Throughout the series of provocations by Pyongyang, the trend was apparent: tensions would erupt arising from those incidents, but they would be short-lived. Seoul would hurriedly deescalate the tensions and later demonstrate goodwill towards Pyongyang through the provisions of aid and offers of dialogue. A major reason for doing is Seoul’s quest to roll back North Korea’s nuclear weapons ambitions – though the desired outcome has not been forthcoming even after the Cheonan incident.
The question one needs to ask is no longer why North Korea shelled Yeonpyeong Island, but what this whole string of provocations actually mean for denuclearisation efforts in the Korean Peninsula. Ever since the first North Korean nuclear test in 2007, little meaningful progress had been made to encourage Pyongyang to give up its nuclear weapons ambitions. Despite carrots in the form of economic aid on one hand, and sticks in the form of sanctions on the other, what Seoul and its allies in the Six-Party Talks got in return had been continued North Korean reticence.
The time has passed for meaningful progress in denuclearising the Korean Peninsula. With an economy in shambles, a large but technologically-inferior conventional military force compared to its southern brethren, Pyongyang’s only hope to fulfil its multiple strategic objectives – extortion of economic concessions, credible deterrence against perceived American military aggression, as well as to stay relevant on the international stage – lies in its nascent nuclear arsenal of an unknown quantity. No matter how rudimentary they may be, the nukes helped change the rules of the game in favour of Pyongyang.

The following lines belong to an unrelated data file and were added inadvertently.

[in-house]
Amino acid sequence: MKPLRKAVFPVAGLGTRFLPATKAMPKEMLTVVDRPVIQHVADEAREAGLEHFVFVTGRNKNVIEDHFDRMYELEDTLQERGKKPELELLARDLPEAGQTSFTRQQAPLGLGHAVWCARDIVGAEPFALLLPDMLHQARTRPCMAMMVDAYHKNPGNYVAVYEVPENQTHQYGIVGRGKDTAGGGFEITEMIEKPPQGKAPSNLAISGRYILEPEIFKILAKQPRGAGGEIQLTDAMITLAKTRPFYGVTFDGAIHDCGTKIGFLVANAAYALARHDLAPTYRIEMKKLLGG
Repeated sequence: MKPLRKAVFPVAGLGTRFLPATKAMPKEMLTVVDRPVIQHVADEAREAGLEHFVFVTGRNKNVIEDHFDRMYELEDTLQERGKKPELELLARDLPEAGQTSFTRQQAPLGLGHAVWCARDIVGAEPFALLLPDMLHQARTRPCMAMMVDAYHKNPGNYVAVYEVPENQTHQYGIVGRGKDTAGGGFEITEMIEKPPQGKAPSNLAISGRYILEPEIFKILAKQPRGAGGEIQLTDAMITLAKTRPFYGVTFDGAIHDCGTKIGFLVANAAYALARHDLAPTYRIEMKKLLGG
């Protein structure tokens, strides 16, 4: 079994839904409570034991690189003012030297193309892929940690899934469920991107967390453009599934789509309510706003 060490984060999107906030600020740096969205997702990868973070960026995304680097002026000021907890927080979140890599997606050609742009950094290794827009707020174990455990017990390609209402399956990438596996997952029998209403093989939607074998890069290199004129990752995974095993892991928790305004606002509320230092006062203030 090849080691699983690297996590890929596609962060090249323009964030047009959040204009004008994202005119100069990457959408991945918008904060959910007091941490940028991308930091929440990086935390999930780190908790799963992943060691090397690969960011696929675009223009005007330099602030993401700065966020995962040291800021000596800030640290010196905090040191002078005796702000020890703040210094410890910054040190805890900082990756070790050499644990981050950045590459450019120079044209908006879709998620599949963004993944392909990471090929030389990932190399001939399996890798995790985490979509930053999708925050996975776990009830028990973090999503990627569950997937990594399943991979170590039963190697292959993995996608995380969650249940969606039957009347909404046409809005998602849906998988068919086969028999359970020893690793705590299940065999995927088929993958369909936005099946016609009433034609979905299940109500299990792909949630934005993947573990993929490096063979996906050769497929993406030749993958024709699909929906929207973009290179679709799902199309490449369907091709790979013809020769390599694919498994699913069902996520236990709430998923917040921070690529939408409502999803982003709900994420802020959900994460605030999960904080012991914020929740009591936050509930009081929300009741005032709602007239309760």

The nuclear trump card serves as the centrepiece of Pyongyang’s Military-First Policy, which will likely be perpetuated by Kim Jong-Un, the heir-apparent of the regime. Inexperienced and without credentials to boast of, the young Kim needs the top brass of the KPA as his powerbase. As such, not only will the Military-First Policy look set to continue, again at the expense of the average North Korean citizen’s well-being. But also, Pyongyang’s bellicosity may continue well into the future, promoted by the nuclear trump card which serves so many different uses for the regime. Clearly, one of these is the ability to deter any reprisal from Seoul to Pyongyang’s provocations, as the Cheonan incident and the latest Yeonpyeong artillery attack had shown.
Shooting Down denuclearisation Efforts?
Pyongyang’s possession of the nuclear trump card has actually emboldened the hawkish elements within the ruling regime to initiate provocations against South Korea. Nuclear weapons not only served the purpose of strengthening North Korea’s bargaining position vis-a-vis other members of the Six-Party Talks, from which it could demand for concessions. They also serve well as a shield behind which Pyongyang could deter or withstand likely reprisals to its provocations.
Can this latest attack be turned into an opportunity to revive the stalled Six-Party Talks to denuclearise the Korean Peninsula? The ball is in Pyongyang’s court, but uncertainty and pessimism is very much in the air.
Koh Swee Lean Collin is an Associate Research Fellow at the Institute of Defence and Strategic Studies, a constituent unit of the S. Rajaratnam School of International Studies (RSIS), Nanyang Technological University. He is also pursuing his doctoral studies at the same institution.